The three Victoria Crosses awarded to Pathfinders were all gazetted in 1945, some time after the deaths of the recipients. The three men who performed extraordinary feats of heroism and self-sacrifice were Ian Willoughby Bazalgette, Robert Anthony Maurice Palmer, and Edwin Swales.
Sean has written an article for the Archive’s website about the costly operation against Cologne on 23 December 1944 in which Bob Palmer won the VC, one of only three VCs won by the Path Finder Force. It was a posthumous award, as Bob Palmer lost his life together with the crew he was flying with, the Milne crew of 582 Squadron pictured here. At that time, Bob Palmer was actually a Mosquito pilot with 109 Squadron, but the particular requirements of the operation meant that he was flying the aircraft at the time it was shot down. For the full article read here: Heroic Endeavour – Cologne, 23 December 1944
The ground crew on Bomber Command squadrons were the unsung heroes, working hard in all weathers. It is good to see in this remarkable photograph of ‘A’ Flight of the Pathfinders’ 109 Squadron that the ground crew are standing alongside the men whom they kept in the air: 109 Squadron, A Flight, October 1944 – Aircrew and Ground Crew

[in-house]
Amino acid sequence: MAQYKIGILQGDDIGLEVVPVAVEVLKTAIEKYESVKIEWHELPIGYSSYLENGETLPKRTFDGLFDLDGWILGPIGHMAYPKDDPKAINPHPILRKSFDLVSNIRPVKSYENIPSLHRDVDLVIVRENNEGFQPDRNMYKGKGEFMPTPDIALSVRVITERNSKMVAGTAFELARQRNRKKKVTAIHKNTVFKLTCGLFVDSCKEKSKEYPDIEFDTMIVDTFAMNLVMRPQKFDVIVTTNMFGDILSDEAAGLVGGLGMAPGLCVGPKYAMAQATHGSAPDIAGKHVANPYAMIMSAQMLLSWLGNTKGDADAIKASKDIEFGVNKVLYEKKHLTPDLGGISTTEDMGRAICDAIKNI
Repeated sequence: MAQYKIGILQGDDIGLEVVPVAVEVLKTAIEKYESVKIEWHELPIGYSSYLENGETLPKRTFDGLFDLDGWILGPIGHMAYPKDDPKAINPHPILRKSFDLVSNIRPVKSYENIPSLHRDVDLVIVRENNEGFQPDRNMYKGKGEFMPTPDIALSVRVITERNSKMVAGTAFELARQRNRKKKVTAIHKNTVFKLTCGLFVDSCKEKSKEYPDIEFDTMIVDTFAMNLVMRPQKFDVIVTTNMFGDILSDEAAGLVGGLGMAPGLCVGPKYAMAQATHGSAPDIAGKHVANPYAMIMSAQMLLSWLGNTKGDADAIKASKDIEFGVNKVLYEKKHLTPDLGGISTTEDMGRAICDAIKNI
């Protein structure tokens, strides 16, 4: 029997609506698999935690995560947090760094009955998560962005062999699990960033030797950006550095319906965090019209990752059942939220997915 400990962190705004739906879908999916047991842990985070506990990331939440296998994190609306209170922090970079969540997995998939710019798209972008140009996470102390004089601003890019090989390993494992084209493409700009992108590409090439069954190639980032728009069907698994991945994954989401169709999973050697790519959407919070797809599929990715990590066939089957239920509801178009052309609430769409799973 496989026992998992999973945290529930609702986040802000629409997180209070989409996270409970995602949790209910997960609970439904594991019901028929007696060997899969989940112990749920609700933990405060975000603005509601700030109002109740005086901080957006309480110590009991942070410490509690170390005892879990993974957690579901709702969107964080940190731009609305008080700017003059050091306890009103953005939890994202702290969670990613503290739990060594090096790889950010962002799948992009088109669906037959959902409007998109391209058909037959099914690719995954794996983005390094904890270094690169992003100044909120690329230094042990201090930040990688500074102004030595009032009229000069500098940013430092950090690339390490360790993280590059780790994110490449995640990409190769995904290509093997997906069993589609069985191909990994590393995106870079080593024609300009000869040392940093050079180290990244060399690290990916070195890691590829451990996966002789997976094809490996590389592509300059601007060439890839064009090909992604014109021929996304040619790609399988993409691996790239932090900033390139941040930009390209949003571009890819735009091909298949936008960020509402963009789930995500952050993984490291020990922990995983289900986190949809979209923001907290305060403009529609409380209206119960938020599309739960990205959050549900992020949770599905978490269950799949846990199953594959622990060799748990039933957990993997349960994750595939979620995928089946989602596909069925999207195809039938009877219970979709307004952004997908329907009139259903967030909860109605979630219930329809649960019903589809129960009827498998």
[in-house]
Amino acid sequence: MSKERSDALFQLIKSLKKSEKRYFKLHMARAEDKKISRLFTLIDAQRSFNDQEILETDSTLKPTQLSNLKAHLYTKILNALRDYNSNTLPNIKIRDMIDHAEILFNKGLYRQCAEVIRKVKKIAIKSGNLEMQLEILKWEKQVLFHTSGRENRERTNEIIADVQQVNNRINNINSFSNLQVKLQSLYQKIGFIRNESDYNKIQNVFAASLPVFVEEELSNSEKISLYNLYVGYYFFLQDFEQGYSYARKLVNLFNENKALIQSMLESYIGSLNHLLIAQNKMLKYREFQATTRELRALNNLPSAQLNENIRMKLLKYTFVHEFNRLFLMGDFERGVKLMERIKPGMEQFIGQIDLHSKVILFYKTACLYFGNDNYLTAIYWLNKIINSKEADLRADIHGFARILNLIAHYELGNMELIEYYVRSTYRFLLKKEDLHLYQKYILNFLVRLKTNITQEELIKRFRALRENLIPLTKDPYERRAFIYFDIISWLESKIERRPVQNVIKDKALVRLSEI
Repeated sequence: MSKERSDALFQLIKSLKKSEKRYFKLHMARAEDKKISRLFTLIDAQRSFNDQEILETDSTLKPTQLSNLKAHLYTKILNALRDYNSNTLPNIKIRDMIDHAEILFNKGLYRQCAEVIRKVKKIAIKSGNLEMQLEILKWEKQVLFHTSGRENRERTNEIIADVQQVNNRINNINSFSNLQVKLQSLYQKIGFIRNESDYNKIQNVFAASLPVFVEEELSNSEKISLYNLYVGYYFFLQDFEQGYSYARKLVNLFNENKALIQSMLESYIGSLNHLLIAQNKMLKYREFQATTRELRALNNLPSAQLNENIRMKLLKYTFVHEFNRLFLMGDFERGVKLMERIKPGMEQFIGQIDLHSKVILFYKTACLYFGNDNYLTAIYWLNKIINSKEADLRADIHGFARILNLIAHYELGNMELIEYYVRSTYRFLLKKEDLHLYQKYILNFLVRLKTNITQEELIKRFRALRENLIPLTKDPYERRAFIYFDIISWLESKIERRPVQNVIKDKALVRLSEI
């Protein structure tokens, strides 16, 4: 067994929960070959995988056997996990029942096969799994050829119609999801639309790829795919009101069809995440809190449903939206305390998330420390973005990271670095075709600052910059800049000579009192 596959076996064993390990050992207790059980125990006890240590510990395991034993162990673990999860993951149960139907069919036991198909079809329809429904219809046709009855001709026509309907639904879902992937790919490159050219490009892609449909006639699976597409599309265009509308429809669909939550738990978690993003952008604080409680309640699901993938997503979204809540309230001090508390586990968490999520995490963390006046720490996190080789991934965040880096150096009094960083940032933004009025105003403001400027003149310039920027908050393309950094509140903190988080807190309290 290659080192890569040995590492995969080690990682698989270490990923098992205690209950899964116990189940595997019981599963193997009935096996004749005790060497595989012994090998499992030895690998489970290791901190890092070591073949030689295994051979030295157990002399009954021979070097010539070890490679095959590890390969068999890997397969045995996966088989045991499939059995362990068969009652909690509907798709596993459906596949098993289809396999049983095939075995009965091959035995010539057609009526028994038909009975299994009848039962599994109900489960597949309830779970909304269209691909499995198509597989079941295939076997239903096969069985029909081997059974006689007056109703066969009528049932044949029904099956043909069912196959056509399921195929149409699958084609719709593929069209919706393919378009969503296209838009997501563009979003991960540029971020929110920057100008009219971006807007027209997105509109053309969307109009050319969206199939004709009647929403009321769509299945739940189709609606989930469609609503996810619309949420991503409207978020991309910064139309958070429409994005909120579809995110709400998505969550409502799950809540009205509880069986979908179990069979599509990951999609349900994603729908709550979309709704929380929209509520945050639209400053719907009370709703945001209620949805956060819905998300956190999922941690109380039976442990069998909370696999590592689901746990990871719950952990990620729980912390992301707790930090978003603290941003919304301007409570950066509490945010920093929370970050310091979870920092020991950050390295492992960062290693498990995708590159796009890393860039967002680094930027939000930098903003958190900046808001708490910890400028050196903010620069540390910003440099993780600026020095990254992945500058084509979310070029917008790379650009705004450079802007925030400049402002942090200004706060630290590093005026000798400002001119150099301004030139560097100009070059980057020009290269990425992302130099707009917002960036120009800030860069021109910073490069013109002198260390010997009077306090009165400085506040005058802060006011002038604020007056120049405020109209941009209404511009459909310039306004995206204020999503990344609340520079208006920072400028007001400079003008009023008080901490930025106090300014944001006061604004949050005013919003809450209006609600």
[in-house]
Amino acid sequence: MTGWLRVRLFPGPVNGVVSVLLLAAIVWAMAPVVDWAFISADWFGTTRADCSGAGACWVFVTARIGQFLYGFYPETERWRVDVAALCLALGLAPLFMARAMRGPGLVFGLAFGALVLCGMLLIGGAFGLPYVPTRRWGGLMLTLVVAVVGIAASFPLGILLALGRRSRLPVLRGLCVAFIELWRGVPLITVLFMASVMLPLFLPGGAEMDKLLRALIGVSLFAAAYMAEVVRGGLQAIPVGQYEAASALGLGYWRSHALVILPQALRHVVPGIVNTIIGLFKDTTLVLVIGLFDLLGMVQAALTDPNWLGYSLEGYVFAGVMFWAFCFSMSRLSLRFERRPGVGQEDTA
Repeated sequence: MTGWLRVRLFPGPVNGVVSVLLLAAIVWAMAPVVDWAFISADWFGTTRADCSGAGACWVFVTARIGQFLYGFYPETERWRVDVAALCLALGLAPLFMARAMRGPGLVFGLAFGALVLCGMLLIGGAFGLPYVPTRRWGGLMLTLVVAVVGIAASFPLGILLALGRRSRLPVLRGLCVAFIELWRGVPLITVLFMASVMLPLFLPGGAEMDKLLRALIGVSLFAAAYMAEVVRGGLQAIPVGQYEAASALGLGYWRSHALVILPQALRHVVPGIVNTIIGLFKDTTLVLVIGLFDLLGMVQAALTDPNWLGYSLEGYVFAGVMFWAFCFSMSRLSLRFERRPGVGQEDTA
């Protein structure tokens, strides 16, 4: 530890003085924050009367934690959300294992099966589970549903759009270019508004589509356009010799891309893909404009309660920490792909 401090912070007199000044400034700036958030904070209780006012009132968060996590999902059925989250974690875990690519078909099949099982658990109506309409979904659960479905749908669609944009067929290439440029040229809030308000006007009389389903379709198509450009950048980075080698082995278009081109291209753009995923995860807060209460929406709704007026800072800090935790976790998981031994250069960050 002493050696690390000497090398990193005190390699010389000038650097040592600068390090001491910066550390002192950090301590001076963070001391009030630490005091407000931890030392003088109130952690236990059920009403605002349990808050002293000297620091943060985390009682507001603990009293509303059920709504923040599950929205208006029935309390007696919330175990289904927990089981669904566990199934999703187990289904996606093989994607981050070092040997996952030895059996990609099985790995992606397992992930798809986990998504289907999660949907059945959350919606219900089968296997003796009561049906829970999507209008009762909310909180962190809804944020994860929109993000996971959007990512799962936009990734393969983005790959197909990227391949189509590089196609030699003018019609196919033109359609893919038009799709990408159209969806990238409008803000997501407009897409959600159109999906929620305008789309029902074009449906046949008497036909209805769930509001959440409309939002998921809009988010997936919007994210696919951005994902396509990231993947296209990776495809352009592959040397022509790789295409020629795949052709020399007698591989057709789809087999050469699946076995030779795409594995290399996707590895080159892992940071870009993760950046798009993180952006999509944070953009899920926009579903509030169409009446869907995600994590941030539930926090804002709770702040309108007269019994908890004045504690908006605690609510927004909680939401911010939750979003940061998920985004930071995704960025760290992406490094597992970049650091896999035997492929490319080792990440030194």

At the end of the war, many Pathfinder squadrons had photographs taken of their aircrew, occasionally including some of the ground crew as well. There are a number of these celebratory photographs on this site under different subject headings, but here in celebration of VE Day tomorrow are three of them grouped together. End of War Celebratory Squadron Photographs
Alistair McKenzie Wood was a Pathfinder navigator who had first completed a somewhat dramatic tour on Halifaxes with 76 Squadron of Main Force before retraining for Pathfinder duties in a Mosquito. See the first of several pages linked to our very interesting archive of material related to Alistair’s two tours: Alistair McKenzie Wood & 105 Squadron, Bourn
The beautiful image on this post is of the grave of Ray Hutchings Logan, a Mosquito navigator, who lost his life on 28 May 1943 when the Mosquito he was flying in was hit by a German nightfighter and exploded in mid-air. The pilot, Chrysler, survived by coming down by parachute. See our new page: Two Canadians & a Mosquito of 109 Squadron
Ruined or decayed wartime airfields are one of the most evocative sights in Britain. Inevitably many of them are now being built over. These pictures of Little Staughton, taken by Matt Barker in the summer of 2017, are full of atmosphere and the ghosts of the past. Little Staughton, 109 and 582 Squadrons